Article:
Cuomo, in Bid to Help Poor, Proposes Ending Cash Bail for Minor Crimes
Posted January 2, 2018 11:03 p.m. EST
Gov. Andrew M. Cuomo plans to ask the New York Legislature to eliminate cash bail for many crimes and to speed up the disclosure of evidence in trials as part of a package of proposals intended make the criminal justice system fairer for indigent defendants, his aides said.
The governor plans to outline the proposals Wednesday in his State of the State address, as lawmakers convene in Albany and prepare to take up a legislative agenda that is expected to focus not only on criminal justice but also on the environment and education.
In addition to revamping the bail and evidence laws, the package of criminal justice bills would aim to reduce delays during trials, ban asset seizures in cases where there has been no conviction and make it easier for former convicts to get a job after leaving prison.
Cuomo, a Democrat with presidential aspirations, is promoting the bills as “the most progressive set of reforms in the nation,” his aides said. “For far too long, our antiquated criminal justice system has created a two-tier system where outcomes depend purely on economic status — undermining the bedrock principle that one is innocent until proven guilty,” Cuomo said in a statement outlining the proposals.
Political momentum to abolish or limit the use of monetary bail has been building across the country in recent years, as critics have pointed out it discriminates against people who cannot pay. In New Jersey, a law went into effect last year that has nearly eliminated cash bail by mandating that state judges release most defendants unless they are a proven flight risk or threat to public safety.
The governor’s proposals are likely to meet opposition from police unions, the bail bond industry, district attorneys and Republican lawmakers who control the Senate. The fate of the bills is far from clear in the legislative session and may depend on what incentives Cuomo can offer to the Republican opponents.
Taken together, the proposed bills address several aspects of the criminal justice system critics have long decried as unfair to the poor, chief among them the state’s cash bail system and its restrictive discovery law, which allows prosecutors to withhold important evidence against a defendant until the eve of trial.
These laws give a tremendous advantage to the police and prosecutors and, in effect, discriminate against defendants with few resources, who disproportionately are black or Hispanic, defense lawyers say. Impoverished people are often unable to pay the bail set by judges in their cases and spend months or years in jail, unable to help with their defenses, and without knowing the strength of the case against them, defense lawyers say. Many accept plea bargains just to end the ordeal.
The measure Cuomo is proposing would eliminate cash bail for people facing misdemeanor and nonviolent felonies. Instead defendants would be released, either on their own promise to return to court, or with some other conditions imposed by the judge.
Judges could still impose bail for serious violent crimes, like felony assault or rape, but only after reviewing a defendant’s finances.
At the same time, a second bill would loosen the state’s restrictive laws regarding when and how prosecutors must turn over their evidence to the defense, known as “discovery.”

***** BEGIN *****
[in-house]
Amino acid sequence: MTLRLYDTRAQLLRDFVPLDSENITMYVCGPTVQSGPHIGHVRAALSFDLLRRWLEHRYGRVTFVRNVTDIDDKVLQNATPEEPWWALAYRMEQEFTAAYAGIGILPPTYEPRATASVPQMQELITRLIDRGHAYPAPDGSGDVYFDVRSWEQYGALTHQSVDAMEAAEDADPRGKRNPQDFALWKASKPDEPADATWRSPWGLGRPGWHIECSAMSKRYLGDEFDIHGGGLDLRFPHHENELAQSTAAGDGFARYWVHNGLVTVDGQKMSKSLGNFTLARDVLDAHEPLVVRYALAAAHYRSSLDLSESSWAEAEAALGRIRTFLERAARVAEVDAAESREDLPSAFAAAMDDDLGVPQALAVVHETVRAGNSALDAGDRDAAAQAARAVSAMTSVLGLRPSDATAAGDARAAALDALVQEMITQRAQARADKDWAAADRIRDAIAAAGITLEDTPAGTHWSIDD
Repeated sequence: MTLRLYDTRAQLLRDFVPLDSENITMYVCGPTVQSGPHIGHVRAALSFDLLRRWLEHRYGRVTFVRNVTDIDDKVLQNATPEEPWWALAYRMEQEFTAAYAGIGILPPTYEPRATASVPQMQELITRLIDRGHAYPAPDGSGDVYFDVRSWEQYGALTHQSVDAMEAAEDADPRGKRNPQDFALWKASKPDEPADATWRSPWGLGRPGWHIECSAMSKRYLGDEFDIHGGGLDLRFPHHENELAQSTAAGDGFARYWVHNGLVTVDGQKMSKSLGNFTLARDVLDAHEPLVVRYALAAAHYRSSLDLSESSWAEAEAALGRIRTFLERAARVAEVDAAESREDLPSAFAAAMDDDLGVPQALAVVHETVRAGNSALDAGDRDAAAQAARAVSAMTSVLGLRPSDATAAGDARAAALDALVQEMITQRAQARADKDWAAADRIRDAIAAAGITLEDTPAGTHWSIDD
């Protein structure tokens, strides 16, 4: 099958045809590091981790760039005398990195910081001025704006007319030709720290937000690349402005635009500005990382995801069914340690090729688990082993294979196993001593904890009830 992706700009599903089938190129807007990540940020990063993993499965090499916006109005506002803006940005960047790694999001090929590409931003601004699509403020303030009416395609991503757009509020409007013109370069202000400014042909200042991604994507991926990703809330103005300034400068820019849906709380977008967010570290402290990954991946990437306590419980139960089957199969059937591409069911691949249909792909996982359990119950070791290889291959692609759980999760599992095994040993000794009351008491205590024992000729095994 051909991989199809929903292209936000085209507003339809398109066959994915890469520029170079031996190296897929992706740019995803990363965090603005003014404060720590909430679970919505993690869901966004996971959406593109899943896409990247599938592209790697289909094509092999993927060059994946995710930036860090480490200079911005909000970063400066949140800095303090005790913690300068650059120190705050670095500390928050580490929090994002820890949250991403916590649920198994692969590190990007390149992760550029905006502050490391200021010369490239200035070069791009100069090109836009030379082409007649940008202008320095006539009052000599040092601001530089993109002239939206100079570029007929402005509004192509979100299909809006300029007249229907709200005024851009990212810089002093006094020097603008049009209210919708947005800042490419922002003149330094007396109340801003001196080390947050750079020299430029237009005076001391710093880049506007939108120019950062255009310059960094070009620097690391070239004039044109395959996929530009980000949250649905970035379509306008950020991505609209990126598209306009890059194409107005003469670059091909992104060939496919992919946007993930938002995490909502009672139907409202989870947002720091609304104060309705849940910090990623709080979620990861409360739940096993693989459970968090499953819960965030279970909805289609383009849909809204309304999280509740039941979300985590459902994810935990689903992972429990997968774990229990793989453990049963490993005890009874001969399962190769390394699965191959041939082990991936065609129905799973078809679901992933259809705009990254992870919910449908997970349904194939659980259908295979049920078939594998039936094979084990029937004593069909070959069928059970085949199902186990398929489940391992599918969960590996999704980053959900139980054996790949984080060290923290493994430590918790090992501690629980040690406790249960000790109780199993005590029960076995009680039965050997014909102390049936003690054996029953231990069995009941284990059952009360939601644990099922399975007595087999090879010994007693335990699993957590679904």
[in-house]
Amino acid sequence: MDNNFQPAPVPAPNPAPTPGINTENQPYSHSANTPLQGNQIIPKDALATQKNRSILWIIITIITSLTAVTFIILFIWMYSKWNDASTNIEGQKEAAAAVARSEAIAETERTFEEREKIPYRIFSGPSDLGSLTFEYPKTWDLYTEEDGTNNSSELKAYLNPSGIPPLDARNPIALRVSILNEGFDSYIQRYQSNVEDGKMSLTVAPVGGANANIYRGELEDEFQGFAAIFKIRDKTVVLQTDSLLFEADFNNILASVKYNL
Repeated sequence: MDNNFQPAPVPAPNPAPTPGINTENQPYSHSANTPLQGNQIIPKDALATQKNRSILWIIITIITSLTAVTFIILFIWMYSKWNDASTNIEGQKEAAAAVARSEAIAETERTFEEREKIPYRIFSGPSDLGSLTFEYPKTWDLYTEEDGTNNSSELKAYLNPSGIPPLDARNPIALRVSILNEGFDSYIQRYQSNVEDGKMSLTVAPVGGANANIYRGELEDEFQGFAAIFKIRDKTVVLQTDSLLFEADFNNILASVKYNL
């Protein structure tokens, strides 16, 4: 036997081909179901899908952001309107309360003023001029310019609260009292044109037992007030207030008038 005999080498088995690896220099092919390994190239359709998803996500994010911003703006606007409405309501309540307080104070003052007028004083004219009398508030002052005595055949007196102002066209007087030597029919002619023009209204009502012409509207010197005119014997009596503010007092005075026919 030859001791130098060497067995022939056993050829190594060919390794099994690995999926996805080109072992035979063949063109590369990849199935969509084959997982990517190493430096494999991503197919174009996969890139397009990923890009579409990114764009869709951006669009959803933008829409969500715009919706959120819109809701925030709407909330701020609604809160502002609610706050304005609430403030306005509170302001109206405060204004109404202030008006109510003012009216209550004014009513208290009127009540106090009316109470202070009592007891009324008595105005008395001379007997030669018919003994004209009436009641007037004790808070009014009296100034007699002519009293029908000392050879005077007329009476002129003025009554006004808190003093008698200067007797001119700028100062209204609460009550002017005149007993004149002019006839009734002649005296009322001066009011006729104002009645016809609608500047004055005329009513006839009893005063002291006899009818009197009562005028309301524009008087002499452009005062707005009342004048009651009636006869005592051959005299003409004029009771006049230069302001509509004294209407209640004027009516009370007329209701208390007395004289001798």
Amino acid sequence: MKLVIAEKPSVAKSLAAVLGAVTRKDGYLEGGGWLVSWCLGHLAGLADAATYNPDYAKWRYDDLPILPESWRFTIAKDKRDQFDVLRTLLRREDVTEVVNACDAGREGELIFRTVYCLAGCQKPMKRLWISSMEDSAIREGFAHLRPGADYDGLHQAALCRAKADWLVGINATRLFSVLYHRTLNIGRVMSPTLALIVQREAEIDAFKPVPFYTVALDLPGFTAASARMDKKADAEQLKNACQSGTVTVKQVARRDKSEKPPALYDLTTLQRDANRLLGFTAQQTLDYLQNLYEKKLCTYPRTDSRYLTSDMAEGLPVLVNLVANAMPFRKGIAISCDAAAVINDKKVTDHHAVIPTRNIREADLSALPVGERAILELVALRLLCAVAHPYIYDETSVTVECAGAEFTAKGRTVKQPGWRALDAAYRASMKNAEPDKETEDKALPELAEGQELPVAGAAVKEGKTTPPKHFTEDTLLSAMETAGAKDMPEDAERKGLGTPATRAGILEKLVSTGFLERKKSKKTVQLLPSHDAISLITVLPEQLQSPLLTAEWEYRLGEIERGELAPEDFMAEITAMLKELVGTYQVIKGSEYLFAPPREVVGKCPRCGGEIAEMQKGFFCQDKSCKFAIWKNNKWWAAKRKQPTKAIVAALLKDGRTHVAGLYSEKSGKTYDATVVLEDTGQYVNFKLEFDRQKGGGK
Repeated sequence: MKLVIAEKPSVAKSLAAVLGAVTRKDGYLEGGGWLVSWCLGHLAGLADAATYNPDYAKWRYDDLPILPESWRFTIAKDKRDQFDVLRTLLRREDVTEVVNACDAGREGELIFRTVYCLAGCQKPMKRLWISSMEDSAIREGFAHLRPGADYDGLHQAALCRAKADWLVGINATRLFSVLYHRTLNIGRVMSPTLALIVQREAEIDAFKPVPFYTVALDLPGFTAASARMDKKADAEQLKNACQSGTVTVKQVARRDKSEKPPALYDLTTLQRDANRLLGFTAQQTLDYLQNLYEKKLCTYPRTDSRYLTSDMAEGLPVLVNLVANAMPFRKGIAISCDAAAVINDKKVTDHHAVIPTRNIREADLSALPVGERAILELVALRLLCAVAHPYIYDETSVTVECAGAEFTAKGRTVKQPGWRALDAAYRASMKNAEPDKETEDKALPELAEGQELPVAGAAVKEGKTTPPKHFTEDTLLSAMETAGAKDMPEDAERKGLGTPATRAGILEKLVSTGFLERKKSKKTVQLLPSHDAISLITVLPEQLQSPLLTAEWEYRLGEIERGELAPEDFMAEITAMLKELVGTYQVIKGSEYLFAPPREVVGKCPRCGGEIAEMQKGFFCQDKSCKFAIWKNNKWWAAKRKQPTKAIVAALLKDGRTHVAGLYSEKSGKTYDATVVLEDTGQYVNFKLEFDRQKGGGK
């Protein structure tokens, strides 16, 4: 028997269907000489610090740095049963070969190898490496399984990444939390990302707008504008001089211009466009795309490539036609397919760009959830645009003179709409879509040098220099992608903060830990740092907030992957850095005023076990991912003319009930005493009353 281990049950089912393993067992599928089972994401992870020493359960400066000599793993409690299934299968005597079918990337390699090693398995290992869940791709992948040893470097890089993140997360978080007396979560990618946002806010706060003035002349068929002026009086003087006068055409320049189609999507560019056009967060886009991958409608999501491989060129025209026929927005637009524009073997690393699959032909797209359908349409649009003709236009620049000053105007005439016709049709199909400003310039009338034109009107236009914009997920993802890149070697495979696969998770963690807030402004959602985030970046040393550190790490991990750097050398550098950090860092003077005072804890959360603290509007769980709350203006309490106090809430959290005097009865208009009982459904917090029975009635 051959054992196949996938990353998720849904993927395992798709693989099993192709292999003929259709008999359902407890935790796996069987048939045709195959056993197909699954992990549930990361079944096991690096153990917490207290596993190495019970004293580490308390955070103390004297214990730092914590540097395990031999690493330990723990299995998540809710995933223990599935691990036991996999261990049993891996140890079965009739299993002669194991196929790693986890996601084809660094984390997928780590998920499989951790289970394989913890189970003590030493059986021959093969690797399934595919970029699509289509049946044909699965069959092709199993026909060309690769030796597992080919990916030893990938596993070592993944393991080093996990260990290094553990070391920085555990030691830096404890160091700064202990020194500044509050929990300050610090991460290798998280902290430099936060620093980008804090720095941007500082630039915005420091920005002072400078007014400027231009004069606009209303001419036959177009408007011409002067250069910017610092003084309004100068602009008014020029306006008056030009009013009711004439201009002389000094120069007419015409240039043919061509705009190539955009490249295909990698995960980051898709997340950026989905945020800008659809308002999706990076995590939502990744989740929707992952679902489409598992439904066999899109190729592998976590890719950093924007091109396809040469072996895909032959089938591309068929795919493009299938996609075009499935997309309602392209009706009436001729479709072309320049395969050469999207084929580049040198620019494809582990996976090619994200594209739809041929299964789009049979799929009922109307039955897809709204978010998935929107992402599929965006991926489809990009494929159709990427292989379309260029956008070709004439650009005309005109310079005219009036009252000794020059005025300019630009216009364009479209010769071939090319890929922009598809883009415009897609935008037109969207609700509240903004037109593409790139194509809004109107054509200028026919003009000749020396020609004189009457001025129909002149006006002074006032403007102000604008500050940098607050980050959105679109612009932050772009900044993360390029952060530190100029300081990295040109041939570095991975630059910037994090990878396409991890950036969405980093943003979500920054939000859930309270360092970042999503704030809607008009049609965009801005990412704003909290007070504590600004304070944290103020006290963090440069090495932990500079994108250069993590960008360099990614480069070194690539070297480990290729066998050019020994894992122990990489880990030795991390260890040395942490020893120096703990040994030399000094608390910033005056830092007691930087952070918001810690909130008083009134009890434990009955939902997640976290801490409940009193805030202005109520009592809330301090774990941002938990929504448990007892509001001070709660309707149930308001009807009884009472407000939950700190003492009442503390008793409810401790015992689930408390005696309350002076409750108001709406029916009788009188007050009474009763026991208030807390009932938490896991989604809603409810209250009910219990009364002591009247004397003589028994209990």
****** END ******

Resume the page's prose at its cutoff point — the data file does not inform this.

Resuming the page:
Currently prosecutors can withhold some key evidence until the eve of trial, including the criminal histories of the state’s witnesses and the statements they have made to the grand jury and to law enforcement. The defense also must disclose the evidence it plans to present before trial, though in most criminal trials, most of the evidence is presented by the prosecution.
The governor’s proposal would compel the prosecution and the defense to share information earlier in the process, including the identity and background of witnesses. It would set deadlines for the state to turn over police reports and other evidence, in stages, within three months of the day a person is arraigned on charges, Cuomo’s aides said.
This provision will most likely face resistance from prosecutors, who have long argued witnesses to violent crimes are put in danger if their identities are turned over too quickly to the defense.
Cuomo also plans to introduce a bill aimed at another stubborn problem in the justice system: constant delays in bringing a person to trial that often make a mockery of the speedy trial provisions in state law and the U.S. Constitution.
Those delays often happen when prosecutors and defense lawyers fail to get ready for trial on time and agree to postpone the case and suspend speedy trial requirements.
That problem was brought into sharp focus by the case of Kalief Browder, a teenager who spent three years jailed on Rikers Island awaiting trial on a robbery charge. His case was delayed repeatedly, until the charges were finally dropped after prosecutors could not locate the accuser. Browder committed suicide after his release.
A similar effort to overhaul the bail law died in the Legislature in 2013, despite the support of the state’s chief judge, Jonathan Lippman. That bill would have let judges consider public safety when making decisions about bail. It drew criticism not only from Senate Republicans, who worried about appearing soft on crime, but also from Democrats who thought it would give judges too much leeway to jail people on the subjective ground that they were “dangerous.”
Still, Cuomo’s aides think public opinion has shifted in the last five years, as federal courts have begun to question whether cash bail is constitutional and numerous studies have cast doubt on whether bail is the best way to ensure people show up to court.